The east and west piers of the harbour are each of 1 kilometre (0.62 miles) long.

The harbour entrance is 232 metres (761 ft) across from East to West Pier.

  • Public Boatyard
  • Public slipway
  • Public Marina

23 clubs, 14 activity providers and eight state-related organisations operate from Dun Laoghaire Harbour that facilitates a full range of sports - Sailing, Rowing, Diving, Windsurfing, Angling, Canoeing, Swimming, Triathlon, Powerboating, Kayaking and Paddleboarding. Participants include members of the public, club members, tourists, disabled, disadvantaged, event competitors, schools, youth groups and college students.

  • Commissioners of Irish Lights
  • Dun Laoghaire Marina
  • MGM Boats & Boatyard
  • Coastguard
  • Naval Service Reserve
  • Royal National Lifeboat Institution
  • Marine Activity Centre
  • Rowing clubs
  • Yachting and Sailing Clubs
  • Sailing Schools
  • Irish Olympic Sailing Team
  • Chandlery & Boat Supply Stores

The east and west granite-built piers of Dun Laoghaire harbour are each of one kilometre (0.62 mi) long and enclose an area of 250 acres (1.0 km2) with the harbour entrance being 232 metres (761 ft) in width.

In 2018, the ownership of the great granite was transferred in its entirety to Dun Laoghaire Rathdown County Council who now operate and manage the harbour. Prior to that, the harbour was operated by The Dun Laoghaire Harbour Company, a state company, dissolved in 2018 under the Ports Act.

  • 1817 - Construction of the East Pier to a design by John Rennie began in 1817 with Earl Whitworth Lord Lieutenant of Ireland laying the first stone.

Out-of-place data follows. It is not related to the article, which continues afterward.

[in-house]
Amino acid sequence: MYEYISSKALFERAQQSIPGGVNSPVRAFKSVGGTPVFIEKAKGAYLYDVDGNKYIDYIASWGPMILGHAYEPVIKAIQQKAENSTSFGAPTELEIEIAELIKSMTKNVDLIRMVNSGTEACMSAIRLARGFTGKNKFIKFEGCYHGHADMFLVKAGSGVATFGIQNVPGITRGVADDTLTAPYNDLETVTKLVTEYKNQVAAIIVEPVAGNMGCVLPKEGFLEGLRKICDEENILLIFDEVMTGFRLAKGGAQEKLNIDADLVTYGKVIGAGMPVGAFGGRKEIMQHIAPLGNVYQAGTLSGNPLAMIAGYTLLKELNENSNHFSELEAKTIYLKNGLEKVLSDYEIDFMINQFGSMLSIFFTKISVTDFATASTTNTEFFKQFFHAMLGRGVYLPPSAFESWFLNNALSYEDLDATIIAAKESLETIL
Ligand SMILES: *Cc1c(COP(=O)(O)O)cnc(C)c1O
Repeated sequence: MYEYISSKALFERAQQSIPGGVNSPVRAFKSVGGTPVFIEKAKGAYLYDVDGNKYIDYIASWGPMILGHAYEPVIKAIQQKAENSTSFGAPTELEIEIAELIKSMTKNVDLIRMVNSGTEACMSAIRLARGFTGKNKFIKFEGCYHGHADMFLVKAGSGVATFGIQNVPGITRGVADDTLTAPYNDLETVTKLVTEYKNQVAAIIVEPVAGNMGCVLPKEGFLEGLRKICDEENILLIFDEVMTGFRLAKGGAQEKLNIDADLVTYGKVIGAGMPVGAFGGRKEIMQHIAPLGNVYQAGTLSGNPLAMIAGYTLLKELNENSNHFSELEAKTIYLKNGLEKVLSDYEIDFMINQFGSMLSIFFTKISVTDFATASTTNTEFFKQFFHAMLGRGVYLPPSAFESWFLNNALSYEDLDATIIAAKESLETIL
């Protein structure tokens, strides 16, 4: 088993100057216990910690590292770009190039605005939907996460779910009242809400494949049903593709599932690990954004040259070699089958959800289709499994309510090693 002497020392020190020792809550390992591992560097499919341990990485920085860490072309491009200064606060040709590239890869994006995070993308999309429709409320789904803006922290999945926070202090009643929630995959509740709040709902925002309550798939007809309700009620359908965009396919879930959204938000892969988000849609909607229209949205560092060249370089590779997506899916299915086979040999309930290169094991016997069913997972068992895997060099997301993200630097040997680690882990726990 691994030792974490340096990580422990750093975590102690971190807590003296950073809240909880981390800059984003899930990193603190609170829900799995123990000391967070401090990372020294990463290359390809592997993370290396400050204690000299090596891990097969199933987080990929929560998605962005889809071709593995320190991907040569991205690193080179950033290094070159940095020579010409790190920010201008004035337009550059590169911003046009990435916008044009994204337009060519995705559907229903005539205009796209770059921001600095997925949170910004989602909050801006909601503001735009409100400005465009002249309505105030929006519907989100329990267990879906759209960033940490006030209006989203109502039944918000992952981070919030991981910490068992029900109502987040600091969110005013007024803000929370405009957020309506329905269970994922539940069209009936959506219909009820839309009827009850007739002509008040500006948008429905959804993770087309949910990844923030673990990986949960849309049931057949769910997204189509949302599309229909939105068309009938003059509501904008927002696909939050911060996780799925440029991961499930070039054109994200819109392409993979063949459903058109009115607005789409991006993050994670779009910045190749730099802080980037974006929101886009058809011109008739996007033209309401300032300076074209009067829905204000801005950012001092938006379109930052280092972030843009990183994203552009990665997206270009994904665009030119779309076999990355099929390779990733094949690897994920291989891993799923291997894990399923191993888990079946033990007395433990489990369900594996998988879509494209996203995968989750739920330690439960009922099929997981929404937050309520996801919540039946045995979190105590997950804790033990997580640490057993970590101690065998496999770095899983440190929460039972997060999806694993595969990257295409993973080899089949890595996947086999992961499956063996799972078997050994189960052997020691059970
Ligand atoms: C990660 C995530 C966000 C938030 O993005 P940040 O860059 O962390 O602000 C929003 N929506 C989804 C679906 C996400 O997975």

• 1820 - Rennie had concerns a single pier would be subject to silting, and by 1820 gained support for the construction of the West pier to begin shortly afterwards. When King George IV left Ireland from the harbour in 1820, Dunleary was renamed Kingstown, a name that was to remain in use for nearly 100 years. The harbour was named the Royal Harbour of George the Fourth which seems not to have remained for so long.
  • 1824 - saw over 3,000 boats shelter in the partially completed harbour, but it also saw the beginning of operations off the North Wall which alleviated many of the issues ships were having accessing Dublin Port.
  • 1826 - Kingstown harbour gained the important mail packet service which at the time was under the stewardship of the Admiralty with a wharf completed on the East Pier in the following year. The service was transferred from Howth whose harbour had suffered from silting and the need for frequent dredging.
  • 1831 - Royal Irish Yacht Club founded
  • 1837 - saw the creation of Victoria Wharf, since renamed St. Michael's Wharf with the D&KR extended and a new terminus created convenient to the wharf.[8] The extended line had cut a chord across the old harbour with the landward pool so created later filled in.
  • 1838 - Royal St George Yacht Club founded
  • 1842 - By this time the largest man-made harbour in Western Europe had been completed with the construction of the East Pier lighthouse.
  • 1855 - The harbour was further enhanced by the completion of Traders Wharf in 1855 and Carlisle Pier in 1856. The mid-1850s also saw the completion of the West Pier lighthouse. The railway was connected to Bray in 1856
  • 1871 - National Yacht Club founded
  • 1884 - Dublin Bay Sailing Club founded
  • 1918 - The Mailboat, “The RMS Leinster” sailed out of Dún Laoghaire with 685 people on board. 22 were post office workers sorting the mail; 70 were crew and the vast majority of the passengers were soldiers returning to the battlefields of World War I. The ship was torpedoed by a German U-boat near the Kish lighthouse killing many of those onboard.
  • 1920 - Kingstown reverted to the name Dún Laoghaire in 1920 and in 1924 the harbour was officially renamed "Dun Laoghaire Harbour"
  • 1944 - a diaphone fog signal was installed at the East Pier
  • 1965 - Dun Laoghaire Motor Yacht Club founded
  • 1968 - The East Pier lighthouse station switched from vapourised paraffin to electricity, and became unmanned. The new candle-power was 226,000
  • 1977- A flying boat landed in Dun Laoghaire Harbour, one of the most unusual visitors